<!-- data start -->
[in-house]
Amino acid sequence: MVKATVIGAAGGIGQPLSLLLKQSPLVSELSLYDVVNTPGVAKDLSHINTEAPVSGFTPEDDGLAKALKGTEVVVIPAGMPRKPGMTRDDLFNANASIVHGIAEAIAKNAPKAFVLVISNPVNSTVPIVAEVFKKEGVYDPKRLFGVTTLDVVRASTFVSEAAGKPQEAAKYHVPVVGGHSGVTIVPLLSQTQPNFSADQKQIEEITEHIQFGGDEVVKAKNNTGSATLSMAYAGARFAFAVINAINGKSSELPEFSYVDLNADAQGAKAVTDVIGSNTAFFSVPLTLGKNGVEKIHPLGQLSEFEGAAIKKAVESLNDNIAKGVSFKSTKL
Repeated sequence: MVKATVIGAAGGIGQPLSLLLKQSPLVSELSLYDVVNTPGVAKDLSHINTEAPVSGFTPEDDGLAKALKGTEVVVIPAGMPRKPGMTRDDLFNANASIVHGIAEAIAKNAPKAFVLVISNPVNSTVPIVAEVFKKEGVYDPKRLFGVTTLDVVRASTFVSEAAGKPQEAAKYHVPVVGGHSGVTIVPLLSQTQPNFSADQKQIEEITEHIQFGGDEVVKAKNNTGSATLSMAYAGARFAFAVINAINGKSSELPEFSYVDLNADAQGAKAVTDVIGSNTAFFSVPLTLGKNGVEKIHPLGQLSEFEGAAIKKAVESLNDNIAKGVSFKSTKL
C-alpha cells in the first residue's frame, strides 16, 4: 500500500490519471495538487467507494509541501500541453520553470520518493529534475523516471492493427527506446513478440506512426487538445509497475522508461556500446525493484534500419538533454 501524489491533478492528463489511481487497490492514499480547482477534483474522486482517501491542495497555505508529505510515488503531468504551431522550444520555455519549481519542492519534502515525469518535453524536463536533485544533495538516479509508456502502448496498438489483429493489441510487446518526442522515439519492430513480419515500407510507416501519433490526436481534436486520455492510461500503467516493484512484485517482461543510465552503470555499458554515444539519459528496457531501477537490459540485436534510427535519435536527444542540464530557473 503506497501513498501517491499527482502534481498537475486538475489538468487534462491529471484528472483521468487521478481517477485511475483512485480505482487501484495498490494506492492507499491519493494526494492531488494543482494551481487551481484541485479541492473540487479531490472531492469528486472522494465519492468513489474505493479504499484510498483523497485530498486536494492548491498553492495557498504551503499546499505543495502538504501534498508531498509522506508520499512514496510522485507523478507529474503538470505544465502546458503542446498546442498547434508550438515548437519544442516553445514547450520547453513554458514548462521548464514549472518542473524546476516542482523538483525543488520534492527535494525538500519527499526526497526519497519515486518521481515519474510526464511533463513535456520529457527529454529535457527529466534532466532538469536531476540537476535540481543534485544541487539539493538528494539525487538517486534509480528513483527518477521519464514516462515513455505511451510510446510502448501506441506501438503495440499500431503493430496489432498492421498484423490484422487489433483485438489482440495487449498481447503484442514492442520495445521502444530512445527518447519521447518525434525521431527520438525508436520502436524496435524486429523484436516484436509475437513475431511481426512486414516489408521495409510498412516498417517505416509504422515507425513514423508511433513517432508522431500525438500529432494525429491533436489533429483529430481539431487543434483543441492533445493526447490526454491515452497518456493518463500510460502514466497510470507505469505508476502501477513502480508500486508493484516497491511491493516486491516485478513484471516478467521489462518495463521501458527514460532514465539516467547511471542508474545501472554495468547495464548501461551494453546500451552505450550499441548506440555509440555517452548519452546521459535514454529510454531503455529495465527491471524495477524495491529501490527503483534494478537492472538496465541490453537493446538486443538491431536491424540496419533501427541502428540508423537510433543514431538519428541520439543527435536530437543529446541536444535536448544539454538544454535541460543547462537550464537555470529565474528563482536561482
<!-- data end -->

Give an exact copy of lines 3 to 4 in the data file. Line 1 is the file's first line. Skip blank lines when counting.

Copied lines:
Repeated sequence: MVKATVIGAAGGIGQPLSLLLKQSPLVSELSLYDVVNTPGVAKDLSHINTEAPVSGFTPEDDGLAKALKGTEVVVIPAGMPRKPGMTRDDLFNANASIVHGIAEAIAKNAPKAFVLVISNPVNSTVPIVAEVFKKEGVYDPKRLFGVTTLDVVRASTFVSEAAGKPQEAAKYHVPVVGGHSGVTIVPLLSQTQPNFSADQKQIEEITEHIQFGGDEVVKAKNNTGSATLSMAYAGARFAFAVINAINGKSSELPEFSYVDLNADAQGAKAVTDVIGSNTAFFSVPLTLGKNGVEKIHPLGQLSEFEGAAIKKAVESLNDNIAKGVSFKSTKL
C-alpha cells in the first residue's frame, strides 16, 4: 500500500490519471495538487467507494509541501500541453520553470520518493529534475523516471492493427527506446513478440506512426487538445509497475522508461556500446525493484534500419538533454 501524489491533478492528463489511481487497490492514499480547482477534483474522486482517501491542495497555505508529505510515488503531468504551431522550444520555455519549481519542492519534502515525469518535453524536463536533485544533495538516479509508456502502448496498438489483429493489441510487446518526442522515439519492430513480419515500407510507416501519433490526436481534436486520455492510461500503467516493484512484485517482461543510465552503470555499458554515444539519459528496457531501477537490459540485436534510427535519435536527444542540464530557473 503506497501513498501517491499527482502534481498537475486538475489538468487534462491529471484528472483521468487521478481517477485511475483512485480505482487501484495498490494506492492507499491519493494526494492531488494543482494551481487551481484541485479541492473540487479531490472531492469528486472522494465519492468513489474505493479504499484510498483523497485530498486536494492548491498553492495557498504551503499546499505543495502538504501534498508531498509522506508520499512514496510522485507523478507529474503538470505544465502546458503542446498546442498547434508550438515548437519544442516553445514547450520547453513554458514548462521548464514549472518542473524546476516542482523538483525543488520534492527535494525538500519527499526526497526519497519515486518521481515519474510526464511533463513535456520529457527529454529535457527529466534532466532538469536531476540537476535540481543534485544541487539539493538528494539525487538517486534509480528513483527518477521519464514516462515513455505511451510510446510502448501506441506501438503495440499500431503493430496489432498492421498484423490484422487489433483485438489482440495487449498481447503484442514492442520495445521502444530512445527518447519521447518525434525521431527520438525508436520502436524496435524486429523484436516484436509475437513475431511481426512486414516489408521495409510498412516498417517505416509504422515507425513514423508511433513517432508522431500525438500529432494525429491533436489533429483529430481539431487543434483543441492533445493526447490526454491515452497518456493518463500510460502514466497510470507505469505508476502501477513502480508500486508493484516497491511491493516486491516485478513484471516478467521489462518495463521501458527514460532514465539516467547511471542508474545501472554495468547495464548501461551494453546500451552505450550499441548506440555509440555517452548519452546521459535514454529510454531503455529495465527491471524495477524495491529501490527503483534494478537492472538496465541490453537493446538486443538491431536491424540496419533501427541502428540508423537510433543514431538519428541520439543527435536530437543529446541536444535536448544539454538544454535541460543547462537550464537555470529565474528563482536561482